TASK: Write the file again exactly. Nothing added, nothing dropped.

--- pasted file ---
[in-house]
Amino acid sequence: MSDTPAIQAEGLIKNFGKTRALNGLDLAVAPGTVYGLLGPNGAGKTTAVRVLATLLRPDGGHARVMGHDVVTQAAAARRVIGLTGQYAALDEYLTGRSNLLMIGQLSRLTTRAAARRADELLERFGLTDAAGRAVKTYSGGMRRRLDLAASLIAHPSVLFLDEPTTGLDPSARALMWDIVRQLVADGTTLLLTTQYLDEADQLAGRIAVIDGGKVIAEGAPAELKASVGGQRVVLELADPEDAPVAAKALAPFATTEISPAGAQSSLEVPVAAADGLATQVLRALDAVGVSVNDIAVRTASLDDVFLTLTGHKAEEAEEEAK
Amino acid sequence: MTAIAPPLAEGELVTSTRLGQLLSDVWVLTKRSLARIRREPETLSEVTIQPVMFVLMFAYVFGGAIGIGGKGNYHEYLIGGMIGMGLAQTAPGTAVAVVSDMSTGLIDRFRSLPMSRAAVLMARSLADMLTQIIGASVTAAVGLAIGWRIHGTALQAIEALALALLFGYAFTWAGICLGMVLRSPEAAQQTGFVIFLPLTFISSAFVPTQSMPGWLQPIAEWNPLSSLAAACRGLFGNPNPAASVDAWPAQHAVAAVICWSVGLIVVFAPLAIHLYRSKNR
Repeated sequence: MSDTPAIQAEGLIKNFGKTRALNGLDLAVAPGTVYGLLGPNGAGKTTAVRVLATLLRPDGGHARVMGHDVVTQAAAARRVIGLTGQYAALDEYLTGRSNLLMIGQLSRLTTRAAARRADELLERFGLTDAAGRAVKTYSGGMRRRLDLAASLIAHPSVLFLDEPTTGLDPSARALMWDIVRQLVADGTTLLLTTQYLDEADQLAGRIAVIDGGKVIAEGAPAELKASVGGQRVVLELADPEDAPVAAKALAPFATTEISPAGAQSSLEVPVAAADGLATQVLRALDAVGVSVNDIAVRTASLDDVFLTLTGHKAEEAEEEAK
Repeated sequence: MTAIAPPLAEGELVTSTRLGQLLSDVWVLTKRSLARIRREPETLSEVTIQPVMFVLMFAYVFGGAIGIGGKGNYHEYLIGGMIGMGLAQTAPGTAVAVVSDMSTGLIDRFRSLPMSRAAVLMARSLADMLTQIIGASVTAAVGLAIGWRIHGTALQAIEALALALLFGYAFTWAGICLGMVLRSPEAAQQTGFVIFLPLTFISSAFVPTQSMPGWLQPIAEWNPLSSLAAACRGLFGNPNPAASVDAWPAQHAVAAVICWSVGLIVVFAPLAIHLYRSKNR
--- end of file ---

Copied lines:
[in-house]
Amino acid sequence: MSDTPAIQAEGLIKNFGKTRALNGLDLAVAPGTVYGLLGPNGAGKTTAVRVLATLLRPDGGHARVMGHDVVTQAAAARRVIGLTGQYAALDEYLTGRSNLLMIGQLSRLTTRAAARRADELLERFGLTDAAGRAVKTYSGGMRRRLDLAASLIAHPSVLFLDEPTTGLDPSARALMWDIVRQLVADGTTLLLTTQYLDEADQLAGRIAVIDGGKVIAEGAPAELKASVGGQRVVLELADPEDAPVAAKALAPFATTEISPAGAQSSLEVPVAAADGLATQVLRALDAVGVSVNDIAVRTASLDDVFLTLTGHKAEEAEEEAK
Amino acid sequence: MTAIAPPLAEGELVTSTRLGQLLSDVWVLTKRSLARIRREPETLSEVTIQPVMFVLMFAYVFGGAIGIGGKGNYHEYLIGGMIGMGLAQTAPGTAVAVVSDMSTGLIDRFRSLPMSRAAVLMARSLADMLTQIIGASVTAAVGLAIGWRIHGTALQAIEALALALLFGYAFTWAGICLGMVLRSPEAAQQTGFVIFLPLTFISSAFVPTQSMPGWLQPIAEWNPLSSLAAACRGLFGNPNPAASVDAWPAQHAVAAVICWSVGLIVVFAPLAIHLYRSKNR
Repeated sequence: MSDTPAIQAEGLIKNFGKTRALNGLDLAVAPGTVYGLLGPNGAGKTTAVRVLATLLRPDGGHARVMGHDVVTQAAAARRVIGLTGQYAALDEYLTGRSNLLMIGQLSRLTTRAAARRADELLERFGLTDAAGRAVKTYSGGMRRRLDLAASLIAHPSVLFLDEPTTGLDPSARALMWDIVRQLVADGTTLLLTTQYLDEADQLAGRIAVIDGGKVIAEGAPAELKASVGGQRVVLELADPEDAPVAAKALAPFATTEISPAGAQSSLEVPVAAADGLATQVLRALDAVGVSVNDIAVRTASLDDVFLTLTGHKAEEAEEEAK
Repeated sequence: MTAIAPPLAEGELVTSTRLGQLLSDVWVLTKRSLARIRREPETLSEVTIQPVMFVLMFAYVFGGAIGIGGKGNYHEYLIGGMIGMGLAQTAPGTAVAVVSDMSTGLIDRFRSLPMSRAAVLMARSLADMLTQIIGASVTAAVGLAIGWRIHGTALQAIEALALALLFGYAFTWAGICLGMVLRSPEAAQQTGFVIFLPLTFISSAFVPTQSMPGWLQPIAEWNPLSSLAAACRGLFGNPNPAASVDAWPAQHAVAAVICWSVGLIVVFAPLAIHLYRSKNR